A study by the No Ceilings initiative of the Bill, Hillary & Chelsea Clinton Foundation, says Nigeria is the country with the highest number of female entrepreneurs as 41% of women are entrepreneurs. With this, the contribution of these female entrepreneurs to the country’s economy cannot be underestimated. Sadly, it is harder for a female entrepreneur to be able to raise money for her business than a male entrepreneur.
In a chat with Guardian, Amy Jadesimi, the CEO of LADOL, a $500m Industrial Free Zone in Lagos, speaks on the reason for these challenges.
….There are more female entrepreneurs, as women tend to go more into entrepreneurship than formal business, but it is harder for women to raise money even though research shows that female-led companies tend to last longer and are more profitable. So, why is this not happening more?
I believe there are culture norms and biases that people have that prevent this. A man gets credit for exceeding expectations whereas it is naturally expected of women to go above and beyond. Investors need to begin investing more in women as data shows doing this means you make more money.
Representation of women across major sectors is grossly inadequate and would take at least 20 years before women and men can have equal representation. Women tend to be less educated, are married off earlier, may not have freedom to work and build a career and society usually pressures them to settle down and take care of their children. We need to restructure the way our society and companies are organized to realise the economic benefit of female empowerment and female representation. Women need to be politically and economically empowered.
The managing director of the NPA is a young woman who is taking great strides and has completely reorganized it. We have women making great impact and some would even say that women have pushed a lot of great initiatives in this present government. This is important to note so that more women follow in their footsteps.
If you choose to stay at home, ensure you’re treated fairly and economically compensated as staying in the home is also work. I don’t like to see a situation where a woman is staying at home and needs money to take care of the kids and is being treated like she is asking for pocket money for herself.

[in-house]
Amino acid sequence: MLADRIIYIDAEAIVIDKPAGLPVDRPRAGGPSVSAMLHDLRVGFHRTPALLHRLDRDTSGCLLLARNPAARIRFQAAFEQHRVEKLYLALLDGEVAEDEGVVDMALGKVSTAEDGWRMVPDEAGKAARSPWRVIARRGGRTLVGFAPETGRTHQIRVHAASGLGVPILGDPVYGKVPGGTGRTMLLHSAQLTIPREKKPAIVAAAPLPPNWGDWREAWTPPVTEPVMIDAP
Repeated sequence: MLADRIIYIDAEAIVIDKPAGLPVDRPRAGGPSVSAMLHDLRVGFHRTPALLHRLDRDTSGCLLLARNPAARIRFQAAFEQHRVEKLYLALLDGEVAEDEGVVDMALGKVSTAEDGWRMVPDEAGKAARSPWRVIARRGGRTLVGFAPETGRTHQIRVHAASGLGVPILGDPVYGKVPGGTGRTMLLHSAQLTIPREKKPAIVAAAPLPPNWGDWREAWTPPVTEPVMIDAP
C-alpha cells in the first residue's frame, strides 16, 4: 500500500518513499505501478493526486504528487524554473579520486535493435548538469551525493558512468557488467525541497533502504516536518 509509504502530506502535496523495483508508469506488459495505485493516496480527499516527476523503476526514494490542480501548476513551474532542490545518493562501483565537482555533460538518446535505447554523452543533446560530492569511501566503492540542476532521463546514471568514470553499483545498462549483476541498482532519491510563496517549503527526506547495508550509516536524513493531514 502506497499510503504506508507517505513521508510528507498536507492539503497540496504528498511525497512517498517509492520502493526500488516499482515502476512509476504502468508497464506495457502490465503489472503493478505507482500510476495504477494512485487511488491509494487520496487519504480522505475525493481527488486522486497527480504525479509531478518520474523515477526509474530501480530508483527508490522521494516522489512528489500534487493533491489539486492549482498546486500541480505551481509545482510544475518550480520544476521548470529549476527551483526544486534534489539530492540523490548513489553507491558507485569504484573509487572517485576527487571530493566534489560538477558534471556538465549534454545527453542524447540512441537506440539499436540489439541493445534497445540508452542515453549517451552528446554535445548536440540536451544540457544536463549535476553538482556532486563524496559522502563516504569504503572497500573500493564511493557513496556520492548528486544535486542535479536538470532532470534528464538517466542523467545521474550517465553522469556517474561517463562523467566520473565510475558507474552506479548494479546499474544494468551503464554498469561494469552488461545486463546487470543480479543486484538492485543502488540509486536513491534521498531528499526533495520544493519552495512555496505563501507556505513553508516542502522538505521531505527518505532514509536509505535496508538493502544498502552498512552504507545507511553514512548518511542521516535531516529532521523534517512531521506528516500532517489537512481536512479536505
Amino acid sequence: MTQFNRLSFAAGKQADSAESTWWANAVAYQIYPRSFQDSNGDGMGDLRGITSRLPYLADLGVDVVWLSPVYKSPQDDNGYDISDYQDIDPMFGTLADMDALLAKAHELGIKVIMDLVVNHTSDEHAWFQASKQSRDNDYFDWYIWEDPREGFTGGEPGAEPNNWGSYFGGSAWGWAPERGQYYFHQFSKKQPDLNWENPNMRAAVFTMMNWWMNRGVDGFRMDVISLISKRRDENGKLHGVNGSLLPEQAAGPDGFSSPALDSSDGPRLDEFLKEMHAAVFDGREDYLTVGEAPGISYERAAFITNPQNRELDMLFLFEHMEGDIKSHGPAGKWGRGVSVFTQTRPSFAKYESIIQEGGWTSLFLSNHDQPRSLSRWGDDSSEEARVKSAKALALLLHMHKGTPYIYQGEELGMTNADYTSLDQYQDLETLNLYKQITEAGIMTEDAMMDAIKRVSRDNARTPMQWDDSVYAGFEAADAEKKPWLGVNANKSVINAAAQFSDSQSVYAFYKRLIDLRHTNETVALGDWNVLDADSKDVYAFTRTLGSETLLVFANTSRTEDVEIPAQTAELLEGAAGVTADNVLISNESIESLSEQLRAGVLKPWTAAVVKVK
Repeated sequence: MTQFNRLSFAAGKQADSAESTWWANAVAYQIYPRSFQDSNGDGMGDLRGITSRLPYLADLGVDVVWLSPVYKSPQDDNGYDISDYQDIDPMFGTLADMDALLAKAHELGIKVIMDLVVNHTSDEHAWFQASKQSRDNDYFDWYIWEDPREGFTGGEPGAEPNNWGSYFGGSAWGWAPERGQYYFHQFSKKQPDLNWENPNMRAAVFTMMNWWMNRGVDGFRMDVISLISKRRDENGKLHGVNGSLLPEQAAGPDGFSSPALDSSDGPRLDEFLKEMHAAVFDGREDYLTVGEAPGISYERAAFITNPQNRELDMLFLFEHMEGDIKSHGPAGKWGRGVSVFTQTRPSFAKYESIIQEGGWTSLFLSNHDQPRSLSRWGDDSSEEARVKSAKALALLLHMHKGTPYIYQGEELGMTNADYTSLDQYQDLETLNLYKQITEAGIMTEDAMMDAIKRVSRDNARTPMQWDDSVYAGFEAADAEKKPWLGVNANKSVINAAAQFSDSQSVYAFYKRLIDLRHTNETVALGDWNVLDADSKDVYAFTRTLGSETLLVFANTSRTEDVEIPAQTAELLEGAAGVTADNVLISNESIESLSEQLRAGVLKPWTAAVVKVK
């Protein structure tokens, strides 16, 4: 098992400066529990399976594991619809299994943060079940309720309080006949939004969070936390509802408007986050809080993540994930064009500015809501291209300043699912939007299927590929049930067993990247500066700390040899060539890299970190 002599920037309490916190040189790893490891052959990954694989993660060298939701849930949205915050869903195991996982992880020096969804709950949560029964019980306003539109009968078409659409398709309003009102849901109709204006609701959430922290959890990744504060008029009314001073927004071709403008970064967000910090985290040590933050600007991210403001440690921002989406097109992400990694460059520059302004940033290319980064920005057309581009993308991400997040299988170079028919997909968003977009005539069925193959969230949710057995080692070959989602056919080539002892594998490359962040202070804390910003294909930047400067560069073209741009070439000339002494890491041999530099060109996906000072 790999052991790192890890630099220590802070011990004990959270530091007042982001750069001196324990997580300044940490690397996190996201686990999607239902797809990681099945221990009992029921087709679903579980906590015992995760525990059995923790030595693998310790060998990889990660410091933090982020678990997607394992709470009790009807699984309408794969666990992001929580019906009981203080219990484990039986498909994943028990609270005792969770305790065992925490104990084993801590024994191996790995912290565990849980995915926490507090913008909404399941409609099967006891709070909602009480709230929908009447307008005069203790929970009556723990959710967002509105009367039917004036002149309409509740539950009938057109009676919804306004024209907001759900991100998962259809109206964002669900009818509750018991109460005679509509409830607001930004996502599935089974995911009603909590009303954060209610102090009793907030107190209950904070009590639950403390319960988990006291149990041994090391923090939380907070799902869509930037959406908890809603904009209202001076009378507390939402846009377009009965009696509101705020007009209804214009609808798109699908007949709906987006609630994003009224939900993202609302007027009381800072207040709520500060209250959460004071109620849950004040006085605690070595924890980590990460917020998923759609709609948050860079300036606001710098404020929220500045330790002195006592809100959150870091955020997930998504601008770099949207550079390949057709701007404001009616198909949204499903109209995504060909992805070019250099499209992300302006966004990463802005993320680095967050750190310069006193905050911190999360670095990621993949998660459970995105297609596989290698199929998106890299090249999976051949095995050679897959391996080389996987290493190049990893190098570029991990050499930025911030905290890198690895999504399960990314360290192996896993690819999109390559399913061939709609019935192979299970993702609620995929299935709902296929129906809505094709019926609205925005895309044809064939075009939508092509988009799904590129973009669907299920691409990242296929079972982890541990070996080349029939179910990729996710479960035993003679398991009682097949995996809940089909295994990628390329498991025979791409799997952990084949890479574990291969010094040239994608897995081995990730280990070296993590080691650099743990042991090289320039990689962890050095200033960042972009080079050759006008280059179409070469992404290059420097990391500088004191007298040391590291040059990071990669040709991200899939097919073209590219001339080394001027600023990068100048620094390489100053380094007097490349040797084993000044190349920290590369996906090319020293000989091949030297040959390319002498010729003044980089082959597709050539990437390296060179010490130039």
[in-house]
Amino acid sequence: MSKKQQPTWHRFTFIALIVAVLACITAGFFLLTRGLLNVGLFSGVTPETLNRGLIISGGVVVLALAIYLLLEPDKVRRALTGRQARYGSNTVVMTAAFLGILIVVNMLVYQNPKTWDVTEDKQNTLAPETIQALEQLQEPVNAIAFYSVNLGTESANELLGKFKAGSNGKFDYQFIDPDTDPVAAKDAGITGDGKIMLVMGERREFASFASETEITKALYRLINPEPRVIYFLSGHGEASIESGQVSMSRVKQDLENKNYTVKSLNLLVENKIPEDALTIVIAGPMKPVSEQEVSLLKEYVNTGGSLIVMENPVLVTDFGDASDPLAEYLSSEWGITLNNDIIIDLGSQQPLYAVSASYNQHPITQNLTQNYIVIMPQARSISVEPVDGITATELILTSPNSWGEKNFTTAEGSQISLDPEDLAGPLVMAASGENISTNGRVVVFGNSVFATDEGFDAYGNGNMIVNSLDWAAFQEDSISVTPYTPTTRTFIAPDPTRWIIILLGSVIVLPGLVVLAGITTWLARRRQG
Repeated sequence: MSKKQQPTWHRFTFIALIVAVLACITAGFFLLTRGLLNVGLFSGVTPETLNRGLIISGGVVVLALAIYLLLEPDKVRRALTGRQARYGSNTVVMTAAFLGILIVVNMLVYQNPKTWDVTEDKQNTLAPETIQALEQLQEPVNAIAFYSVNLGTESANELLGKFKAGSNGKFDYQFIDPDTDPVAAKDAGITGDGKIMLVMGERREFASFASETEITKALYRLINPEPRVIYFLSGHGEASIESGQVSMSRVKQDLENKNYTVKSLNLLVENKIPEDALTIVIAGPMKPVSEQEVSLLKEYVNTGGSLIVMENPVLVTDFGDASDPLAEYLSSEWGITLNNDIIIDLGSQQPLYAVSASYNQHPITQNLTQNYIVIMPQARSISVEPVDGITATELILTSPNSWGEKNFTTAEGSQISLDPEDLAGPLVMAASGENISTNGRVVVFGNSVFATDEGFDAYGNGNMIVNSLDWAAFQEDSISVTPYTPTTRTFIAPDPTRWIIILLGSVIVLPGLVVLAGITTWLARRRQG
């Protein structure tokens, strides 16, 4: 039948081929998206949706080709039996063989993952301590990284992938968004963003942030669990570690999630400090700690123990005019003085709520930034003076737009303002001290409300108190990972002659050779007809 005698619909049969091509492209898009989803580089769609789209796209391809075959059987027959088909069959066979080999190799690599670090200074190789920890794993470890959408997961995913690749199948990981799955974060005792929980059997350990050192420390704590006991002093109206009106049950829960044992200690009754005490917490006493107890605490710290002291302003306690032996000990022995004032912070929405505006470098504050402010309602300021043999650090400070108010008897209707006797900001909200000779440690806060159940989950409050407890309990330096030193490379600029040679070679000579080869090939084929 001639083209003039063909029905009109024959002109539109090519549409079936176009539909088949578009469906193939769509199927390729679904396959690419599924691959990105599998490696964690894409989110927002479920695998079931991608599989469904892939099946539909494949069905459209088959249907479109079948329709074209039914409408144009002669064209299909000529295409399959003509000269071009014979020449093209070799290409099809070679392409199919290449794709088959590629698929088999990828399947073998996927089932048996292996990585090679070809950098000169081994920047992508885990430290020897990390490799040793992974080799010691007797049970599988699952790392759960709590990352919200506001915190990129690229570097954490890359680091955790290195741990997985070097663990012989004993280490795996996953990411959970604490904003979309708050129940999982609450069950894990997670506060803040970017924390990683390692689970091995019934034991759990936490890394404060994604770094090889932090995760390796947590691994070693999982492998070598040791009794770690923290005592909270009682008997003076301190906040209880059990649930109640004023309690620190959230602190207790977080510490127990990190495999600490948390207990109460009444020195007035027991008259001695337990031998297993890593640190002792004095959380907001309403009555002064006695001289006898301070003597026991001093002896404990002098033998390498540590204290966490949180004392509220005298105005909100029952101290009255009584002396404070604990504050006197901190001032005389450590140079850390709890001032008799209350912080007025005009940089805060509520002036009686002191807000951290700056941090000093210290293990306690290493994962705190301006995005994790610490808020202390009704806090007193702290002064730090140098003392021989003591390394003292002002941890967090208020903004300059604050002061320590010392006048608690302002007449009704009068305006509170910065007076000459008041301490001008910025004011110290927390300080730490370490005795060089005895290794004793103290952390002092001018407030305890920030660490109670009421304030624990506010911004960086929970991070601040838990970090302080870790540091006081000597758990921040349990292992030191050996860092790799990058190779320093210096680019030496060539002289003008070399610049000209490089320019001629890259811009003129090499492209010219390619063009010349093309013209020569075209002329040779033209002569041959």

You are supposed to be entitled to a salary for doing this work and entitled to the money because you are part of a partnership and the partnership cannot succeed without what you are doing. Not only are they doing free labour but they’re also made to feel like they aren’t contributing to society. These women are also raising the next generation and they need to be educated and empowered so they can raise educated and empowered children as children are primarily influenced by their mothers.
We are going to set up a small adult learning centre in the free zone for our staff and their families because we realise a lot of staff could do with that little bit of additional education. So, if the husband is working for us, the wife is learning, which helps the whole family. Women need to realize their essential value to the economy and ensure this value is recognised. It is not a women versus men thing but more of recognizing we are in a system embedded in inequality that disempowers women. We have to work with men to educate them on the value of women and make them realise that if they want to succeed in any field, they need women to work with them or allow to be led by a woman.
And for women who has/wants a seat at the table
First, you must understand that nobody is going to give you a seat. When you get there, most times, you find out that you are the only woman there and I want you to do two things. First, make it count, represent yourself well and be always prepared. Secondly, make room for other women and bring them up with you. This would help you in two ways by adding more success to you and the company. Also, it is only by bringing more women up that we would have more women up. Look for women you can mentor and push up the ladder. As for getting into the room, you need to be brave, practical and realistic; go for that meeting you weren’t invited to, get your point across and make your voice heard; it is not an easy road but you can do it.